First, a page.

All About Beer Magazine - Volume 35, Issue 1
May 2, 2014 By
home bar
Stocking a home bar should only require 30 minutes in a good kitchen supply store and another 30 minutes in a good liquor shop.

The Cocktail Culture is an established part of the drinks world. While craft beer will likely always be my go-to drink, there are situations where a well-made cocktail can set the mood and make the experience just that much more memorable.

Making great cocktails at home requires the right ingredients and a few tools of the trade. You don’t need to have a mixologist’s encyclopedic memory of cocktail recipes (there are apps for that nowadays), but a little practice in basic bartending skills can really help. And just as any good carpenter will tell you, getting the job done right requires a good set of tools and the right materials.

My bar is well-stocked with a variety of spirits and various tools I’ve collected over the years. But the reality is that you can catch up to my 30 years of collecting in about 30 minutes in a good kitchen supply store and another 30 minutes in a good liquor shop. If you feel the need to start hosting cocktail hours, here are the 12 must-have tools you will need.

Shaker: It’s the one essential tool. Most great drinks start in a cocktail shaker. Make sure you get a metal one that has a tight-fitting lid with a built-in strainer in the pour top. Avoid the ones that come with the shaker on a pint glass. It is one extra thing to clean, and I have seen the glasses get wedged into the metal sections. If you go that route, you will also need to buy a strainer.

Ice Bucket: The best advice I was ever given while working as a bartender for a catering firm during college was, “Make sure you have plenty of ice.” You will need a place to put the ice, and the best place is a bucket with a lid. Make sure to have a set of tongs as well.

Jigger: If you want to bake a great cake, you need to follow the recipe. The same thing applies to making a great-tasting cocktail. Get a two-sided metal jigger. One side holds 1.5 ounces—a full shot. The other side is a half shot. Getting the right measure into the glass is the key to making consistently great-tasting cocktails.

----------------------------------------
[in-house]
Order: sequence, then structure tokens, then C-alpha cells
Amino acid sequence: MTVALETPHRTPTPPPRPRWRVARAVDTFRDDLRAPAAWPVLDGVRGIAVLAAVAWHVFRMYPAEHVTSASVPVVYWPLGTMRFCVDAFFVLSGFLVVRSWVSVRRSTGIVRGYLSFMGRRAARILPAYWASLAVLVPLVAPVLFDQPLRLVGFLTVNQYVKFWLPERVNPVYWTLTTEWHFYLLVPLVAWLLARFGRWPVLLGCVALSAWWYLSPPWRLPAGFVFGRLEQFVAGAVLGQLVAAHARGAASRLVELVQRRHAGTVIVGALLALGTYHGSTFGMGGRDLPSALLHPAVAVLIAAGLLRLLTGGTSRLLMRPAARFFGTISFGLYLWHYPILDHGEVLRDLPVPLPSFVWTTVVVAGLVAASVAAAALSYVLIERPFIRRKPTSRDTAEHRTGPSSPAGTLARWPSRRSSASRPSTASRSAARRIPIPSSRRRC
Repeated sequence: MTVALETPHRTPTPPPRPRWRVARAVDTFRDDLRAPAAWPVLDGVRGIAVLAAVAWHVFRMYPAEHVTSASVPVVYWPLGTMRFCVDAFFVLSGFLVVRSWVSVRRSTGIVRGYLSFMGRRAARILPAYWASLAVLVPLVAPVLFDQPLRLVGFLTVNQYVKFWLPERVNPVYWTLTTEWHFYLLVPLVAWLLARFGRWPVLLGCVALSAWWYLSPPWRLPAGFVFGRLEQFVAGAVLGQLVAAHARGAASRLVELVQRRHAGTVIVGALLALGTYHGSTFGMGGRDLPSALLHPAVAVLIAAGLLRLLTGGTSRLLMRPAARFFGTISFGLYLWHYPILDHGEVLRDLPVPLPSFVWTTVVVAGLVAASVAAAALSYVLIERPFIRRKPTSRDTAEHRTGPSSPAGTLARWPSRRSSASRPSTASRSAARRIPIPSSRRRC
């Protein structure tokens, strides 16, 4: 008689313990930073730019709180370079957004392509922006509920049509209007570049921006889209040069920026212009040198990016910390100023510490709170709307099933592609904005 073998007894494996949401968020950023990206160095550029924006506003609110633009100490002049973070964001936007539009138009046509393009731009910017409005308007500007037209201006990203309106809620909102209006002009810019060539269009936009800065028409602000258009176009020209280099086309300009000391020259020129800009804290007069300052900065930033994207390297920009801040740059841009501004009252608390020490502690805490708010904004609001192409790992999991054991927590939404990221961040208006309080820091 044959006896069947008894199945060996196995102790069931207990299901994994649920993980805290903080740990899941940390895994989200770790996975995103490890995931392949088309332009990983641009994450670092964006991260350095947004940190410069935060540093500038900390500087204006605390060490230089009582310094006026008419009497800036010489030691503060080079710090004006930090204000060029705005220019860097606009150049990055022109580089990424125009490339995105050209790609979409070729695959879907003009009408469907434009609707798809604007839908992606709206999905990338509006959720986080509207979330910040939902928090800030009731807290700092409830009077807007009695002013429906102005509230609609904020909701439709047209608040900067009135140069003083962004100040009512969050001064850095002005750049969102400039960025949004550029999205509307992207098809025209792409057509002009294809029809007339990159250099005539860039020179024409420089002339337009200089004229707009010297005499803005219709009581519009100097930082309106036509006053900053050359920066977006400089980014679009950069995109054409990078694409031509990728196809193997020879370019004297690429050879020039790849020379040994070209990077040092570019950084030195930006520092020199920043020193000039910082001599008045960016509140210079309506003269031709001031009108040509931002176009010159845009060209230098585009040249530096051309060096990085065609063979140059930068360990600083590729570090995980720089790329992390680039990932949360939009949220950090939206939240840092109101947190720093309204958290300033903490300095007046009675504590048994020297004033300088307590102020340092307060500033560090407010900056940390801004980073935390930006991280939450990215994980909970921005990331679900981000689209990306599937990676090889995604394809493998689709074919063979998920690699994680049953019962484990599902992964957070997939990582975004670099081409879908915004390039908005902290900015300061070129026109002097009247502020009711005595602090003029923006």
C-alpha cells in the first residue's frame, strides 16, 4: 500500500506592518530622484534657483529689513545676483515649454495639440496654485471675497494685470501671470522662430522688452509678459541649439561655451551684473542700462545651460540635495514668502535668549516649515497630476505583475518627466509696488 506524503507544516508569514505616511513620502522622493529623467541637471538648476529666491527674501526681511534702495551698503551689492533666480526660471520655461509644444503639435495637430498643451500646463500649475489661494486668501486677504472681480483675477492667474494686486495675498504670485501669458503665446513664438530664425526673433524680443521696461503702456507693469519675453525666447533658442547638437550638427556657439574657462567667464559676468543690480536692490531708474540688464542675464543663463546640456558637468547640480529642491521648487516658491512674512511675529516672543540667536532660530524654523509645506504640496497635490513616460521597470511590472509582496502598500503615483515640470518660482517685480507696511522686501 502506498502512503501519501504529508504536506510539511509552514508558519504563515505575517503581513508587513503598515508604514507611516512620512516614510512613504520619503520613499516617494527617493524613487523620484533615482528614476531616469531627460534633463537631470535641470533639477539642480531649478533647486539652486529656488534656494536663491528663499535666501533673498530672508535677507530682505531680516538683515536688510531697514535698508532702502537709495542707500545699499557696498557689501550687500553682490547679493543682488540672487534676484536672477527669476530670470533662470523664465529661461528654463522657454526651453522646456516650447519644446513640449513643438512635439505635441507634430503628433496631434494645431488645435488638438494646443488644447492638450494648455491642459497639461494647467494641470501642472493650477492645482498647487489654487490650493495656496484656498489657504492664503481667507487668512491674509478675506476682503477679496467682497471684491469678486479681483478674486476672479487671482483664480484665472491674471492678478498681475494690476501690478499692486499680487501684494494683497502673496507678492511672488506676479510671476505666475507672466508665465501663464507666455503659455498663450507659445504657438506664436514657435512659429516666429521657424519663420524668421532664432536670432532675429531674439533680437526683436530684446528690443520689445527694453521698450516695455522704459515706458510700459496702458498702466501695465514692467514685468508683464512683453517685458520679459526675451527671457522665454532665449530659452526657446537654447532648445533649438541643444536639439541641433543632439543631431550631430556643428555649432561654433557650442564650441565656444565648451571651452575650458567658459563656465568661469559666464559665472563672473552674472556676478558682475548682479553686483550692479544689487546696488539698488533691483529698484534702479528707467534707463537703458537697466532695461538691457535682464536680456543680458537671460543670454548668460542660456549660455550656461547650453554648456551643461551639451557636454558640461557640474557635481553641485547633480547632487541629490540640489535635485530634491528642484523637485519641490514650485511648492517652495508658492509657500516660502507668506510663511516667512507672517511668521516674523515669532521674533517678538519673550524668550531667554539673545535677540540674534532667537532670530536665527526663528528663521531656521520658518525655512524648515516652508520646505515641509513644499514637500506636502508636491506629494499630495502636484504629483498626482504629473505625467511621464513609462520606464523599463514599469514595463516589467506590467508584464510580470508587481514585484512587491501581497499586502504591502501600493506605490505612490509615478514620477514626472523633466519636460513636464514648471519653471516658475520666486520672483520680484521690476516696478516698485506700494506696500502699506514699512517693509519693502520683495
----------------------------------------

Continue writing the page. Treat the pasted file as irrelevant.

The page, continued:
Bar Towels: From drying glassware to cleaning spills, start your evening with at least two clean bar towels. You will be happy you did.

Knife and Cutting Board: Lemons. Limes. Oranges. Pineapples. They don’t come in handy wedges, slices and twists. Besides adding flavor, these garnishes add flair to any cocktail.

Blender: If you are going to make frozen drinks—from a piña colada to a daiquiri—you must have a great mixer. My advice is that size and strength matter when it comes to blenders. As soon as you make the first frozen cocktail, three other people will ask for the same drink. Make sure the blender has capacity to handle at least 3-4 frozen drinks.

Cocktail Spoon: It’s handy to have a spoon with a long handle so that you can easily reach the bottom of any glass. This tool also is indispensable when it comes to fishing an olive or maraschino cherry out of a jar.

Juice Squeezer: Fresh juice is the secret weapon of many professional bartenders. It can make the difference between a drink that sparkles and one that just tastes flat. There are handheld squeezers that can accommodate fruit from limes to grapefruit.

Muddler: There are a few popular cocktails—from the mojito to the old-fashioned—that require a bit of brute strength and the proper application of a wooden muddler to crush and extract flavors.

Corkscrew/Bottle Opener/Can Punch: Depending on your preference, this could be one, two or three tools. But like a Boy Scout, a bartender must always be prepared—to open something.

Speed Pourers: If you end up tending bar for 10 or more people, having these spouts on the top of your liquor can be a big time saver. They are designed to pour a set amount of liquor, depending on the maker and style. You can test them in a shot glass.

Glassware: The proper glass makes a statement. Highball, lowball, martini, Margarita and other shapes don’t really change the flavor of the cocktail. But the right glass just makes things taste better.

Once you have all the right tools, you’ll also need to stock up on condiments and ingredients. (See a shopping list for your home bar.)

The next question you have to answer in getting your cocktail home bar ready for action is which spirits to stock. There are dozens of different options for spirit types and literally hundreds of brands in each category. So the decision process is complicated, and it can get very expensive pretty quickly. The best approach is to start with the basics and then build out as you develop your bar. Start with the liquor you need to make your favorite cocktails and the drinks you see your friends order when you are out.

Brand selection can feel impossible when you visit your local liquor store. It is important to remember that no one expects your bar to be stocked like a cocktail lounge. As long as your selection includes well-known call brands and not low-priced well brands, most people are happy to be flexible and forgo having access to their favorite brand. Who knows, you might even help them find a new favorite brand in the process.